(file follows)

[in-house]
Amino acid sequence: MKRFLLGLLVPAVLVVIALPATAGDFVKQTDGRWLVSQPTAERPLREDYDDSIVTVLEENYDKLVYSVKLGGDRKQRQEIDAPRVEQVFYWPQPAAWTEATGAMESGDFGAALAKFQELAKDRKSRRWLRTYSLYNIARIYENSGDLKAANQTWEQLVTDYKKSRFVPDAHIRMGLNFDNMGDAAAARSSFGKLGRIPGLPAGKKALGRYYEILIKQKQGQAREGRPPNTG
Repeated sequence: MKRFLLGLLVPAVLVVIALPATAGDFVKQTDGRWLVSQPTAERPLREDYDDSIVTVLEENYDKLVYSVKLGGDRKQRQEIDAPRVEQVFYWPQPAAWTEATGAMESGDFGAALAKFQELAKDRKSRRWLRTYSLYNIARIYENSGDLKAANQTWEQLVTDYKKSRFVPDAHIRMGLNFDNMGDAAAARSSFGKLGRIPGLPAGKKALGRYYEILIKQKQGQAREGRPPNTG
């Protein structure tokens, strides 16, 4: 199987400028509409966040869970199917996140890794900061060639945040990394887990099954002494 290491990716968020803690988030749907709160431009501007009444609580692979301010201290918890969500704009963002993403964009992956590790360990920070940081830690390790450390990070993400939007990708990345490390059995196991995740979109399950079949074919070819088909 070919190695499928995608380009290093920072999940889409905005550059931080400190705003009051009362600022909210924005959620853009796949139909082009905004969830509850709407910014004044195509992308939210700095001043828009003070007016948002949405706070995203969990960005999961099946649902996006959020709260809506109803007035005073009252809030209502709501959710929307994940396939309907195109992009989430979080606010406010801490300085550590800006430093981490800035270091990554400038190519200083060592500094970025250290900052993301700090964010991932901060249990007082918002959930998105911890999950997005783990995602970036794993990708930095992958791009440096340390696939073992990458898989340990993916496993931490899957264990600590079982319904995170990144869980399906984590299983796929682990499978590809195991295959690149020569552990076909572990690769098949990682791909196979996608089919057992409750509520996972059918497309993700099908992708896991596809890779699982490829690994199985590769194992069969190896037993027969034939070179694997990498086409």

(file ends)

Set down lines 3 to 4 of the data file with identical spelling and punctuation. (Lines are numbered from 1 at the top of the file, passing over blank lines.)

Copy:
Repeated sequence: MKRFLLGLLVPAVLVVIALPATAGDFVKQTDGRWLVSQPTAERPLREDYDDSIVTVLEENYDKLVYSVKLGGDRKQRQEIDAPRVEQVFYWPQPAAWTEATGAMESGDFGAALAKFQELAKDRKSRRWLRTYSLYNIARIYENSGDLKAANQTWEQLVTDYKKSRFVPDAHIRMGLNFDNMGDAAAARSSFGKLGRIPGLPAGKKALGRYYEILIKQKQGQAREGRPPNTG
């Protein structure tokens, strides 16, 4: 199987400028509409966040869970199917996140890794900061060639945040990394887990099954002494 290491990716968020803690988030749907709160431009501007009444609580692979301010201290918890969500704009963002993403964009992956590790360990920070940081830690390790450390990070993400939007990708990345490390059995196991995740979109399950079949074919070819088909 070919190695499928995608380009290093920072999940889409905005550059931080400190705003009051009362600022909210924005959620853009796949139909082009905004969830509850709407910014004044195509992308939210700095001043828009003070007016948002949405706070995203969990960005999961099946649902996006959020709260809506109803007035005073009252809030209502709501959710929307994940396939309907195109992009989430979080606010406010801490300085550590800006430093981490800035270091990554400038190519200083060592500094970025250290900052993301700090964010991932901060249990007082918002959930998105911890999950997005783990995602970036794993990708930095992958791009440096340390696939073992990458898989340990993916496993931490899957264990600590079982319904995170990144869980399906984590299983796929682990499978590809195991295959690149020569552990076909572990690769098949990682791909196979996608089919057992409750509520996972059918497309993700099908992708896991596809890779699982490829690994199985590769194992069969190896037993027969034939070179694997990498086409």